After falling short in a razor-thin race for the Republican nomination in the Virginia 24 House District last November, Jimmy Ayers is seeking a second term on the Amherst County Board of Supervisors.
Ayers, the board’s chairman and District 3 member, came close to tasting victory in a firehouse primary in November but lost the bid by a single vote against Del. Ronnie Campbell, R-Rockbridge, who went on to win the seat vacated when U.S. Rep. Ben Cline was elected last year. Despite some people calling for a recount, Ayers didn’t formally challenge the results and said a few days after the firehouse primary he wished Campbell well.
A former Amherst County sheriff of 20 years before his retirement in December 2015, Ayers won his first term as a write-in candidate in November of that year. He said his first term was quite different transitioning from law enforcement to serving on the county’s top elected board. He filed to run for another term Monday and is qualified to appear on the ballot, according to Amherst County Registrar Fran Brown. No other candidates have filed to run for the seat by Tuesday’s deadline.
Ayers said he would like to see positive growth in Amherst County, which he said needs to attract more revenue from businesses and ease the burden on county taxpayers.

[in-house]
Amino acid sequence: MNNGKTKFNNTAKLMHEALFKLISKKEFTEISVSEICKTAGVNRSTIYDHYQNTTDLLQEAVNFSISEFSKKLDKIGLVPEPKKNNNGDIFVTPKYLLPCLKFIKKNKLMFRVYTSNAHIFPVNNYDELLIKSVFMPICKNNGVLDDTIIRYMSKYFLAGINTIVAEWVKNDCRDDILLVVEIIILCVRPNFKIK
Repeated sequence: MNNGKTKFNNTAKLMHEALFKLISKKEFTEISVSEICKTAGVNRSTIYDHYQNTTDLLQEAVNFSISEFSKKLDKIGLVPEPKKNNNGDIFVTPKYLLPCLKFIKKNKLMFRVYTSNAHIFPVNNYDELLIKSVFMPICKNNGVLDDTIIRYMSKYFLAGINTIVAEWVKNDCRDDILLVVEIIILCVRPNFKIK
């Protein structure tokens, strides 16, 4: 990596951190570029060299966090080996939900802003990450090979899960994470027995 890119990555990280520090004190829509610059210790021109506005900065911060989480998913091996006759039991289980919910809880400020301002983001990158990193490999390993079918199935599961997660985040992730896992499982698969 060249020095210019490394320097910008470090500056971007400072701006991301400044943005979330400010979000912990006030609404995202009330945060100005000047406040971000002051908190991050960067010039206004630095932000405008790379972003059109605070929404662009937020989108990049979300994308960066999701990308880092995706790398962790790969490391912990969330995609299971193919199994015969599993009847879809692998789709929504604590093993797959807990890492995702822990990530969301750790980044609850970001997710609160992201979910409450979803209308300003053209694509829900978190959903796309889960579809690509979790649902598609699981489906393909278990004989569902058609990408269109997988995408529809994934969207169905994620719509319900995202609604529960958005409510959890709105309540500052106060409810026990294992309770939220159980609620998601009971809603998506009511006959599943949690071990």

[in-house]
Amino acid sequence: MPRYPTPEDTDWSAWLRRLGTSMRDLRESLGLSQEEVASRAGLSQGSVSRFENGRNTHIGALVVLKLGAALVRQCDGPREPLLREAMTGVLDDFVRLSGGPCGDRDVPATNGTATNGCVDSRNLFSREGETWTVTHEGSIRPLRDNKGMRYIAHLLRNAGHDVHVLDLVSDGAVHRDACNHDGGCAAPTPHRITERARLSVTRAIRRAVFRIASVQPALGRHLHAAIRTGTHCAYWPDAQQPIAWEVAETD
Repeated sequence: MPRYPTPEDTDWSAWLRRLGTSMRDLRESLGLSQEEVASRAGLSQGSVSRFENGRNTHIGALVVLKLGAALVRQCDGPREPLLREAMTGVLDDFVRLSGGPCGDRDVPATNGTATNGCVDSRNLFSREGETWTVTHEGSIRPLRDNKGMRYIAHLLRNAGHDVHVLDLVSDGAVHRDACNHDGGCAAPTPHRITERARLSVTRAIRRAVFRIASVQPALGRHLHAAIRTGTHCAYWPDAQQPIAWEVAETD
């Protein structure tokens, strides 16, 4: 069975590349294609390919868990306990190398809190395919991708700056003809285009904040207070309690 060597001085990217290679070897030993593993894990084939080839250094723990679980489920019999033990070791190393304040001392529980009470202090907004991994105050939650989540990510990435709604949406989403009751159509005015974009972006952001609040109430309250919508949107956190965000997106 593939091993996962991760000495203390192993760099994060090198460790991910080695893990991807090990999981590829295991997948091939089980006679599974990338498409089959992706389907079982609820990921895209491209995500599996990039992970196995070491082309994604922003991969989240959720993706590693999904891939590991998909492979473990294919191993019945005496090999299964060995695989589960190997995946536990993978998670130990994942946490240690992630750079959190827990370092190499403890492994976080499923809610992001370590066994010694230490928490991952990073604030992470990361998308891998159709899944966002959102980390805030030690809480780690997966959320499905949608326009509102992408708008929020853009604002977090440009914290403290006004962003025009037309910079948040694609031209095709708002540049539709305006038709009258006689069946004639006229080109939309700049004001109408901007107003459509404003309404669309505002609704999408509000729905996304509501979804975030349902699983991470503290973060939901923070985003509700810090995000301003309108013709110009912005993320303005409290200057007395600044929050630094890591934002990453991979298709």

The county needs to retain more of its youth and is seeing little business growth, he said. Many residents, especially seniors, are living on fixed incomes, he added.
“We as a community need to look at other ways to provide income for the county,” other than taxes from residents, he said.
The looming closure of the Central Virginia Training Center in Madison Heights is another major challenge for the county, Ayers said. The state-run center for residents with disabilities is set to close in June 2020 and many of its dozens of buildings are in need of renovation or demolition, he said.
County and area officials want a future use to come to the property and generate revenue for the region. Ayers said the county cannot afford for the site to become a detriment post-closure.
“It is a very large campus with a lot of large buildings that are in disrepair,” Ayers said. “It will be a challenge for this county if it’s not handled in some form of an appropriate manner. That’s a big item on our plate facing us in the very near future.”
He said another challenge facing the board is maintaining quality employees after a study earlier this year showed salaries for many positions are below the market average compared to other localities.
Adjusting them would cost more than $400,000 and is an item the board didn’t contribute funding toward in the upcoming budget that begins in July. County Administrator Dean Rodgers has said with that pressing issue, he is likely to propose a budget next year that would contain a staff-recommended tax increase.
“We have got to get some wheels turning to see some positive change in this county,” Ayers said.
Despite the challenges, he said he enjoys serving on the board and does not foresee another run for state office in the future.
“The county has been my life my entire adult life,” Ayers said. “The county is where my heart lies.”
Reach Justin Faulconer at (434) 385-5551